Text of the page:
Boris Johnson and Donald Trump have agreed to begin free trade talks as soon as the UK leaves the European Union, according to Downing Street.

The two world leaders spoke during a call on Friday evening, in which Downing Street said the men discussed the “unparalleled” trade opportunities offered by Brexit.

“They agreed that Brexit offers an unparalleled opportunity to strengthen the economic partnership between the UK and United States,” a Downing Street spokesperson said.

“The leaders both expressed their commitment to delivering an ambitious free trade agreement and to starting negotiations as soon as possible after the UK leaves the EU.”

Mr Trump, speaking to reporters in the Oval Office on Friday, said he had called Mr Johnson and congratulated him on his new position.

The US president indicated the two are working on a “very substantial” trade agreement, and added: “I predict he will be will be a great prime minister.

“He has what it takes. They needed him for a long time.”

Downing Street said they also spoke about current tensions with Iran, which represents Mr Johnson’s first diplomatic challenge as prime minister.

The pair discussed the need to “work together and with partners to address their [Iran’s] destabilising behaviour in the Gulf”.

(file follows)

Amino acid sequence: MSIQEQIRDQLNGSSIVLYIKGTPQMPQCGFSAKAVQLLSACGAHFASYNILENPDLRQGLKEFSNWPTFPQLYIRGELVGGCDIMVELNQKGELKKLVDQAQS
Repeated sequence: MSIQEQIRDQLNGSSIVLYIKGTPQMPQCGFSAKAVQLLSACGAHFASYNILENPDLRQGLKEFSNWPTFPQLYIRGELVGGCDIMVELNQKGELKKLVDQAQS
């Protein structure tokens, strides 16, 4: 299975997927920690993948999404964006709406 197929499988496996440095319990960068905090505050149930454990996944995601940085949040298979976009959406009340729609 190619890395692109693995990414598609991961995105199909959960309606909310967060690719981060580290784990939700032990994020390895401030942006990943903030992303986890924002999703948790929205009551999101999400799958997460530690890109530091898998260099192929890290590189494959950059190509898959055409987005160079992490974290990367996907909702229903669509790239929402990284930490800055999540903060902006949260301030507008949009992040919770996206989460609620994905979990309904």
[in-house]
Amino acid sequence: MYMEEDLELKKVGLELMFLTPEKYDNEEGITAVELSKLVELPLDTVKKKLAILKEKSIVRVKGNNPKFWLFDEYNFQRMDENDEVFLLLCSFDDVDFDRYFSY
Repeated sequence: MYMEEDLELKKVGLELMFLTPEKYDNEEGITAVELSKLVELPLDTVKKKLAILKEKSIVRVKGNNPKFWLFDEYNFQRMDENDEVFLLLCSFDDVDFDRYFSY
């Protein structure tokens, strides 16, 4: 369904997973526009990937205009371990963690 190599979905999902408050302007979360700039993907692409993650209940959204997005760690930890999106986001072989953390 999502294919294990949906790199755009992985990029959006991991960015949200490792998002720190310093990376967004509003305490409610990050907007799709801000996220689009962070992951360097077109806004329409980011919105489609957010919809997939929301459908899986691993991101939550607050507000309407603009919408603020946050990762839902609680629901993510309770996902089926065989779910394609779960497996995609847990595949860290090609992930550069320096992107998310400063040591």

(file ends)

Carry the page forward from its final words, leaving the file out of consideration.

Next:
Downing Street claimed Mr Trump used the call to “congratulate” Mr Johnson on his new role.

The spokesman added: “They discussed the important relationship between our countries and the president’s successful state visit to the UK last month.

“They ended by looking forward to seeing each other at the G7 Summit in Biarritz next month.”

The news comes days after Mr Johnson officially assumed the role of prime minister, setting off a political bloodletting that saw 15 senior ministers in Theresa May’s former cabinet resigning or being sacked.

Standing outside of No 10 shortly after becoming prime minister, Mr Johnson denounced “the doubters, the doomsters, and the gloomsters” of Brexit, and pledged to move quickly to remove the country from the economic alliance with Europe, “no ifs or buts”.

“After three years of unfounded self-doubt, it is time to change the record,” Mr Johnson said during a defiant and stinging rebuttal of Ms May’s leadership, though one that did not mention his successor by name.

He has pledged to pull the UK out of the EU by the 31 October.

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